Many proteases require the assistance of an intramolecular chaperone (IMC) that is essential for protein folding. Subtilisin is produced as a precursor that requires its N-terminal propeptide to act as an IMC to chaperone the folding of its subtilisin domain. During the precursor folding, the cleavage of the peptide bond between the IMC and the subtilisin domain is the most important and rate-limiting step, which leads to the structural reorganization of the subtilisin domain and IMC's degradation. It is speculated that the cleavage is fulfilled by the nucleophilic attack of Ser221, with the assistance of Asp32 positioning the correct tautomer of His64 and His64 accepting a proton from Ser221. In this study, our results suggested that there was a different mechanism of cleavage of the peptide bond between the IMC and the subtilisin domain in nattokinase (NK), and the role of the NK catalytic triad on the cleavage was not consistent with the classical theory. This finding suggested that members of the subtilisin family had evolved different mechanisms to acquire their own active subtilisin efficiently.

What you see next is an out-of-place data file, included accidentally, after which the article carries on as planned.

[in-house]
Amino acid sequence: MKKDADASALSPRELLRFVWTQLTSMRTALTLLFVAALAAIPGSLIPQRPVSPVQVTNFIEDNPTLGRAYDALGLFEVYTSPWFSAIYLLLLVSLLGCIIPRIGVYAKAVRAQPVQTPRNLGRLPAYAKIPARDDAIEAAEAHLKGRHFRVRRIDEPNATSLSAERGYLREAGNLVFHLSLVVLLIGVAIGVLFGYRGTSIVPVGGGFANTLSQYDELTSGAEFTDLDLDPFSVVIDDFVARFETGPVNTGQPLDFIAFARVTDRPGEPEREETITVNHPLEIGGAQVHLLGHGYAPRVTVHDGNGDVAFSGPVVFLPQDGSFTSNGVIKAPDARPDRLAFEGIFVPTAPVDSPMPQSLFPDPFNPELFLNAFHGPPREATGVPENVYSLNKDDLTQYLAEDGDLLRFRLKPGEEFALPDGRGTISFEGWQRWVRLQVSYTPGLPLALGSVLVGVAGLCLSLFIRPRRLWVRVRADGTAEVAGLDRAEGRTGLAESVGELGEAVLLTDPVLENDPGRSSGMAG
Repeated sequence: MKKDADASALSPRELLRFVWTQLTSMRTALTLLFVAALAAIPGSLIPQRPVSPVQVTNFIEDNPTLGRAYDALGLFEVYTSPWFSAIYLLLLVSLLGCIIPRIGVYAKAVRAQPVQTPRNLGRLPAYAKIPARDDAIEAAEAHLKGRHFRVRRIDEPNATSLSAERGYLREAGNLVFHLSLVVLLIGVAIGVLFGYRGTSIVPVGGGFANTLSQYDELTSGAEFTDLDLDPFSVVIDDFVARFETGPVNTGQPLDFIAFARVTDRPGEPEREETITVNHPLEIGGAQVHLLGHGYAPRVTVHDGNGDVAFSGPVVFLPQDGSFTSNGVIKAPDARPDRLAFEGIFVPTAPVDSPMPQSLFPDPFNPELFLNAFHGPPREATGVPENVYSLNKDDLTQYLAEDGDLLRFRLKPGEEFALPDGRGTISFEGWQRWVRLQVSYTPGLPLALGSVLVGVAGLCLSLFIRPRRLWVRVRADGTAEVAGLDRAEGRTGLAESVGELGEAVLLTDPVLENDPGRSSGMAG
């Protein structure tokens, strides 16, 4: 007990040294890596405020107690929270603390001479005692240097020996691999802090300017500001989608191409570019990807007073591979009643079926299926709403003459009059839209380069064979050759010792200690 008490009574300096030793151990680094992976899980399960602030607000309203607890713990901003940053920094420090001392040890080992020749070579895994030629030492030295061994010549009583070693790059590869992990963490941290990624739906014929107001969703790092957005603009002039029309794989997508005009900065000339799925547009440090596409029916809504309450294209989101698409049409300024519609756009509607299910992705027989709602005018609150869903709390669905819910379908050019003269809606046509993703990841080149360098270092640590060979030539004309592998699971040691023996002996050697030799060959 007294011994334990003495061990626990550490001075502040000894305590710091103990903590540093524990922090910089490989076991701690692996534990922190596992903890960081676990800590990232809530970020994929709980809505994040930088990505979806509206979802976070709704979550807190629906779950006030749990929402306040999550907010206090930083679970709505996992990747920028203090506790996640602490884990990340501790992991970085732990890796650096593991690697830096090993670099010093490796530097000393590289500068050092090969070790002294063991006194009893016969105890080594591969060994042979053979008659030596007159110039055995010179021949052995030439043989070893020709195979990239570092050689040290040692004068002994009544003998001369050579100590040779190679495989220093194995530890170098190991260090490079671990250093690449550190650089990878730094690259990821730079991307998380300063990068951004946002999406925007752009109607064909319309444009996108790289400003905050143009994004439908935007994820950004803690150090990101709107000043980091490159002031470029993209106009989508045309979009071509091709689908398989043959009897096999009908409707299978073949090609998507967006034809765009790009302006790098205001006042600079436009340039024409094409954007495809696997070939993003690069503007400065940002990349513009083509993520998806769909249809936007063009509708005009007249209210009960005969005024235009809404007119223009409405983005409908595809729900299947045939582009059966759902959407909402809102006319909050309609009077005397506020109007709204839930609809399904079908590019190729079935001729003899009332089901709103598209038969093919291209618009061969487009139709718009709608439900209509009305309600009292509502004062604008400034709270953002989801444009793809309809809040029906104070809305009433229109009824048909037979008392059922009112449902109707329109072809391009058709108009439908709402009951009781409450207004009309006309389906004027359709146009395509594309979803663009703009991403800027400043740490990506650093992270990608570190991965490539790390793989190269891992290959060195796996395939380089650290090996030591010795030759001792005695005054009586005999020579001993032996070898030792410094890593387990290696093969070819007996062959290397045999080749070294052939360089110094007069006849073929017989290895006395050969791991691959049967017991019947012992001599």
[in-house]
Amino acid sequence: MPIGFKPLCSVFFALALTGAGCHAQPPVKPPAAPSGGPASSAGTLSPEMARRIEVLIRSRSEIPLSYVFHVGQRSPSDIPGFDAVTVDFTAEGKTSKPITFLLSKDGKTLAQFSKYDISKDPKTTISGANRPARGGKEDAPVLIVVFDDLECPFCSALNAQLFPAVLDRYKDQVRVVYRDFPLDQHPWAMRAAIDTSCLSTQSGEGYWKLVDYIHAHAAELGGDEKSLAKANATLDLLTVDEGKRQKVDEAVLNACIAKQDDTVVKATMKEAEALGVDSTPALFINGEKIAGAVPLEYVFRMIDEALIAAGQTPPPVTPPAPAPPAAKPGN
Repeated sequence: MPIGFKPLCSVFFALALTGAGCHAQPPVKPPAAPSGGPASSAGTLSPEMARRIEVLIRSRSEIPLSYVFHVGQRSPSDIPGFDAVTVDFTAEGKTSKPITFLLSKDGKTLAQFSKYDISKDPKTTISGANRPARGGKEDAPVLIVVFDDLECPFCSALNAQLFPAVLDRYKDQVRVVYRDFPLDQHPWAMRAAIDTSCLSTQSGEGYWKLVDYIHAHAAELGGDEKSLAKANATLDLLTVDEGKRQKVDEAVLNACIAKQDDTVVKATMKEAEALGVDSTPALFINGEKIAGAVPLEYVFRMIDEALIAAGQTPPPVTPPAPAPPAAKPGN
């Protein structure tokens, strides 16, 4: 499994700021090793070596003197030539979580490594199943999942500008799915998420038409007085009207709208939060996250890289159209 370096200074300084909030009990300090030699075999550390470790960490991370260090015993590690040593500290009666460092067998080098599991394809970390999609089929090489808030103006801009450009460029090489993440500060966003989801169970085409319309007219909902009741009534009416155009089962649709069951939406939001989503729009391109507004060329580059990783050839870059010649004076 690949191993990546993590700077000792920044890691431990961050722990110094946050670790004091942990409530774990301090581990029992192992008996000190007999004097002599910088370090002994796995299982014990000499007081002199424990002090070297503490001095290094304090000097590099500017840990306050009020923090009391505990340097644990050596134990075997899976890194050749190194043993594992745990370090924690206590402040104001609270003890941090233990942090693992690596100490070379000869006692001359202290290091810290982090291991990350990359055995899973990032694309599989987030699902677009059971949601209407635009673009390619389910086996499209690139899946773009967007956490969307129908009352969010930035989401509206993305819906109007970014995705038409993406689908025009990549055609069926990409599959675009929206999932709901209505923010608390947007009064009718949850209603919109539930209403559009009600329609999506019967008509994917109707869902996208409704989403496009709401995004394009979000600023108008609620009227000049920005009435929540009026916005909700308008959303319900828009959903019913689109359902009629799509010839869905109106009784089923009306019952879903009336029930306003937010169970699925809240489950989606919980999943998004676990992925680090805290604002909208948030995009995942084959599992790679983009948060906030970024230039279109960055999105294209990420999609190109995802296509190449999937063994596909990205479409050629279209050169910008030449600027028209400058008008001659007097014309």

All Science Journal Classification (ASJC) codes
- Agricultural and Biological Sciences(all)
- Catalytic triad
- Intramolecular chaperone